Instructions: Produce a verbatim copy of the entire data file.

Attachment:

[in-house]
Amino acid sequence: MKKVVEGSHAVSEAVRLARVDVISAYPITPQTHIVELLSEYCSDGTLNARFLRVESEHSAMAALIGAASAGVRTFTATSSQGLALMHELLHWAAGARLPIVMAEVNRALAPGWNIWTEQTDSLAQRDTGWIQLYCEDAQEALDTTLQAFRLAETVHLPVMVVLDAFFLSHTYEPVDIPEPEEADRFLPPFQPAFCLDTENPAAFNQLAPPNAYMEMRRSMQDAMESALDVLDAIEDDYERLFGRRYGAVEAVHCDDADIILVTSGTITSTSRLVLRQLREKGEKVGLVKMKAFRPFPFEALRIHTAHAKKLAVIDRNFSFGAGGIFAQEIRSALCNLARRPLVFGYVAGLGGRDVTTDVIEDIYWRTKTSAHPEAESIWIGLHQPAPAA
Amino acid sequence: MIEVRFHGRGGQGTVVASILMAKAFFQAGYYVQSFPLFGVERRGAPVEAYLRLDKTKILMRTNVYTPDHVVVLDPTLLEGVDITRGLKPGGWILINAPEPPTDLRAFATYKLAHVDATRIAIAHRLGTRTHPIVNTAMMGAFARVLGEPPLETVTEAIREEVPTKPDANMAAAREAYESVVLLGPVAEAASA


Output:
[in-house]
Amino acid sequence: MKKVVEGSHAVSEAVRLARVDVISAYPITPQTHIVELLSEYCSDGTLNARFLRVESEHSAMAALIGAASAGVRTFTATSSQGLALMHELLHWAAGARLPIVMAEVNRALAPGWNIWTEQTDSLAQRDTGWIQLYCEDAQEALDTTLQAFRLAETVHLPVMVVLDAFFLSHTYEPVDIPEPEEADRFLPPFQPAFCLDTENPAAFNQLAPPNAYMEMRRSMQDAMESALDVLDAIEDDYERLFGRRYGAVEAVHCDDADIILVTSGTITSTSRLVLRQLREKGEKVGLVKMKAFRPFPFEALRIHTAHAKKLAVIDRNFSFGAGGIFAQEIRSALCNLARRPLVFGYVAGLGGRDVTTDVIEDIYWRTKTSAHPEAESIWIGLHQPAPAA
Amino acid sequence: MIEVRFHGRGGQGTVVASILMAKAFFQAGYYVQSFPLFGVERRGAPVEAYLRLDKTKILMRTNVYTPDHVVVLDPTLLEGVDITRGLKPGGWILINAPEPPTDLRAFATYKLAHVDATRIAIAHRLGTRTHPIVNTAMMGAFARVLGEPPLETVTEAIREEVPTKPDANMAAAREAYESVVLLGPVAEAASA